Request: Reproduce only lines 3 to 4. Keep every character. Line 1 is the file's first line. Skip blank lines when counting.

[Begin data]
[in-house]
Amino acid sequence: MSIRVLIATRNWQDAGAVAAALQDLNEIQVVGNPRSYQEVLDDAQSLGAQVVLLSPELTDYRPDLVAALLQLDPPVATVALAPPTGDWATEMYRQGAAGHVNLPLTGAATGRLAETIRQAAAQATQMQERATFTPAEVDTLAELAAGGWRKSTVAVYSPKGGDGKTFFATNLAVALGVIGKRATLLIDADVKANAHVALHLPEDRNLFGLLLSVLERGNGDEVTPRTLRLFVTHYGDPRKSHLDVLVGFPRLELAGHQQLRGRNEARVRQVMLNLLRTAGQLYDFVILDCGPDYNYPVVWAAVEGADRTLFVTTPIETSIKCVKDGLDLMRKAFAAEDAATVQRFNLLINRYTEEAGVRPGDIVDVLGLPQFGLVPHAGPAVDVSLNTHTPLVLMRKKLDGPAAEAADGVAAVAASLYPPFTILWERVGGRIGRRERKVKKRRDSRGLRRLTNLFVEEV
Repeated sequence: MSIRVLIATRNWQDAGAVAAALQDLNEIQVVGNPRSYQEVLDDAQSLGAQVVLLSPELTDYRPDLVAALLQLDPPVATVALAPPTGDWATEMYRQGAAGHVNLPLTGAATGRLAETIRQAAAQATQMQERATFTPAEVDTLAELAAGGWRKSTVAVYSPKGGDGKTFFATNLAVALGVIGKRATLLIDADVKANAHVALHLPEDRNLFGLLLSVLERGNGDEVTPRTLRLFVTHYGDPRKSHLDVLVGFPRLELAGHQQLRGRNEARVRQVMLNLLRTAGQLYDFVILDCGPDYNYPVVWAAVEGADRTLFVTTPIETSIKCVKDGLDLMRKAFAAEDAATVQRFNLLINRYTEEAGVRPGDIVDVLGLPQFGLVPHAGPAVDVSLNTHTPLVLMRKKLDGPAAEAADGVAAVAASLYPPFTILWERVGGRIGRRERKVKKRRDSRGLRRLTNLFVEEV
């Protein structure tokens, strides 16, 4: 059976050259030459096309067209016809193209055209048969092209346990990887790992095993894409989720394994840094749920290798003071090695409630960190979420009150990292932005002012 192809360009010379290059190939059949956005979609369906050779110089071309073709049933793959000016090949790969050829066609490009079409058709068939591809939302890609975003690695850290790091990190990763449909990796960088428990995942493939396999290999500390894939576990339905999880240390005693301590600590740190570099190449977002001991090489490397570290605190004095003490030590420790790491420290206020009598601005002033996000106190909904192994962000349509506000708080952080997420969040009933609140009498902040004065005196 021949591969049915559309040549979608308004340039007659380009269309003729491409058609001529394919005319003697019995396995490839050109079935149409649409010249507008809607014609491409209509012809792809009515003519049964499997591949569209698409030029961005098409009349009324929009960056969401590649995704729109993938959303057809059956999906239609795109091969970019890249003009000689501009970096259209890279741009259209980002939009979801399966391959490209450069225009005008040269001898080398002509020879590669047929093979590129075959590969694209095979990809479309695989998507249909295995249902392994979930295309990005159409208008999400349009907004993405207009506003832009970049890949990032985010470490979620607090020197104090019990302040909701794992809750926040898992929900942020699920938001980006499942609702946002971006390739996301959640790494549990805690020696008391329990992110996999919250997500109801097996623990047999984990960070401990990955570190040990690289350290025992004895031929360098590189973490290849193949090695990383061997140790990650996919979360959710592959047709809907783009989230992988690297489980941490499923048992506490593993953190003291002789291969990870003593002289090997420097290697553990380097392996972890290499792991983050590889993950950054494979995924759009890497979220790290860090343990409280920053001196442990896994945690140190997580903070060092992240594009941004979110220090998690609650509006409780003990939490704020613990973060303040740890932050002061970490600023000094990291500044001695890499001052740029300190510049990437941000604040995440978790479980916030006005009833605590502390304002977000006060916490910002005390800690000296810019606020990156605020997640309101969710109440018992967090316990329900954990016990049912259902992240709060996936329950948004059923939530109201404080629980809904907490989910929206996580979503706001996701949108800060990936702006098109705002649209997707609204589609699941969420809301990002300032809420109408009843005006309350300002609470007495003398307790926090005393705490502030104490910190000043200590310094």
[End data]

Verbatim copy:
Repeated sequence: MSIRVLIATRNWQDAGAVAAALQDLNEIQVVGNPRSYQEVLDDAQSLGAQVVLLSPELTDYRPDLVAALLQLDPPVATVALAPPTGDWATEMYRQGAAGHVNLPLTGAATGRLAETIRQAAAQATQMQERATFTPAEVDTLAELAAGGWRKSTVAVYSPKGGDGKTFFATNLAVALGVIGKRATLLIDADVKANAHVALHLPEDRNLFGLLLSVLERGNGDEVTPRTLRLFVTHYGDPRKSHLDVLVGFPRLELAGHQQLRGRNEARVRQVMLNLLRTAGQLYDFVILDCGPDYNYPVVWAAVEGADRTLFVTTPIETSIKCVKDGLDLMRKAFAAEDAATVQRFNLLINRYTEEAGVRPGDIVDVLGLPQFGLVPHAGPAVDVSLNTHTPLVLMRKKLDGPAAEAADGVAAVAASLYPPFTILWERVGGRIGRRERKVKKRRDSRGLRRLTNLFVEEV
């Protein structure tokens, strides 16, 4: 059976050259030459096309067209016809193209055209048969092209346990990887790992095993894409989720394994840094749920290798003071090695409630960190979420009150990292932005002012 192809360009010379290059190939059949956005979609369906050779110089071309073709049933793959000016090949790969050829066609490009079409058709068939591809939302890609975003690695850290790091990190990763449909990796960088428990995942493939396999290999500390894939576990339905999880240390005693301590600590740190570099190449977002001991090489490397570290605190004095003490030590420790790491420290206020009598601005002033996000106190909904192994962000349509506000708080952080997420969040009933609140009498902040004065005196 021949591969049915559309040549979608308004340039007659380009269309003729491409058609001529394919005319003697019995396995490839050109079935149409649409010249507008809607014609491409209509012809792809009515003519049964499997591949569209698409030029961005098409009349009324929009960056969401590649995704729109993938959303057809059956999906239609795109091969970019890249003009000689501009970096259209890279741009259209980002939009979801399966391959490209450069225009005008040269001898080398002509020879590669047929093979590129075959590969694209095979990809479309695989998507249909295995249902392994979930295309990005159409208008999400349009907004993405207009506003832009970049890949990032985010470490979620607090020197104090019990302040909701794992809750926040898992929900942020699920938001980006499942609702946002971006390739996301959640790494549990805690020696008391329990992110996999919250997500109801097996623990047999984990960070401990990955570190040990690289350290025992004895031929360098590189973490290849193949090695990383061997140790990650996919979360959710592959047709809907783009989230992988690297489980941490499923048992506490593993953190003291002789291969990870003593002289090997420097290697553990380097392996972890290499792991983050590889993950950054494979995924759009890497979220790290860090343990409280920053001196442990896994945690140190997580903070060092992240594009941004979110220090998690609650509006409780003990939490704020613990973060303040740890932050002061970490600023000094990291500044001695890499001052740029300190510049990437941000604040995440978790479980916030006005009833605590502390304002977000006060916490910002005390800690000296810019606020990156605020997640309101969710109440018992967090316990329900954990016990049912259902992240709060996936329950948004059923939530109201404080629980809904907490989910929206996580979503706001996701949108800060990936702006098109705002649209997707609204589609699941969420809301990002300032809420109408009843005006309350300002609470007495003398307790926090005393705490502030104490910190000043200590310094």